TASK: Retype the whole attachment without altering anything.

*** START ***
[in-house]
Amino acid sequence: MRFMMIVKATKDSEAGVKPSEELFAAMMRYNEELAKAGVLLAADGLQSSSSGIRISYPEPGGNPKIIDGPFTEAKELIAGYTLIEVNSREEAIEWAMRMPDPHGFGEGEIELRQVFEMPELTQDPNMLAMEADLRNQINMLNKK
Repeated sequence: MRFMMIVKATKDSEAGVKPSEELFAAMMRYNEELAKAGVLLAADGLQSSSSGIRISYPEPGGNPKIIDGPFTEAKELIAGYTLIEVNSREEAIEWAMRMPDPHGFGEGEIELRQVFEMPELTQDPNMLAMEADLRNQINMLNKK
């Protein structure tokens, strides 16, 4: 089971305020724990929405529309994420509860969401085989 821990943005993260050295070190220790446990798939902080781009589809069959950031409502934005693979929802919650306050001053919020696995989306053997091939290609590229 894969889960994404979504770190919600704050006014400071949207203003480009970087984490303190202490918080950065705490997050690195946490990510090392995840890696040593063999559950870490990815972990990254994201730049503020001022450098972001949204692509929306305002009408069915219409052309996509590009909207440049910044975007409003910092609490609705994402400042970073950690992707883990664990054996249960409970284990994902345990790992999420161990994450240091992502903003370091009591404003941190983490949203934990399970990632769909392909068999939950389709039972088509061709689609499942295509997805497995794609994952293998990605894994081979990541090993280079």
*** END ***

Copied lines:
[in-house]
Amino acid sequence: MRFMMIVKATKDSEAGVKPSEELFAAMMRYNEELAKAGVLLAADGLQSSSSGIRISYPEPGGNPKIIDGPFTEAKELIAGYTLIEVNSREEAIEWAMRMPDPHGFGEGEIELRQVFEMPELTQDPNMLAMEADLRNQINMLNKK
Repeated sequence: MRFMMIVKATKDSEAGVKPSEELFAAMMRYNEELAKAGVLLAADGLQSSSSGIRISYPEPGGNPKIIDGPFTEAKELIAGYTLIEVNSREEAIEWAMRMPDPHGFGEGEIELRQVFEMPELTQDPNMLAMEADLRNQINMLNKK
């Protein structure tokens, strides 16, 4: 089971305020724990929405529309994420509860969401085989 821990943005993260050295070190220790446990798939902080781009589809069959950031409502934005693979929802919650306050001053919020696995989306053997091939290609590229 894969889960994404979504770190919600704050006014400071949207203003480009970087984490303190202490918080950065705490997050690195946490990510090392995840890696040593063999559950870490990815972990990254994201730049503020001022450098972001949204692509929306305002009408069915219409052309996509590009909207440049910044975007409003910092609490609705994402400042970073950690992707883990664990054996249960409970284990994902345990790992999420161990994450240091992502903003370091009591404003941190983490949203934990399970990632769909392909068999939950389709039972088509061709689609499942295509997805497995794609994952293998990605894994081979990541090993280079």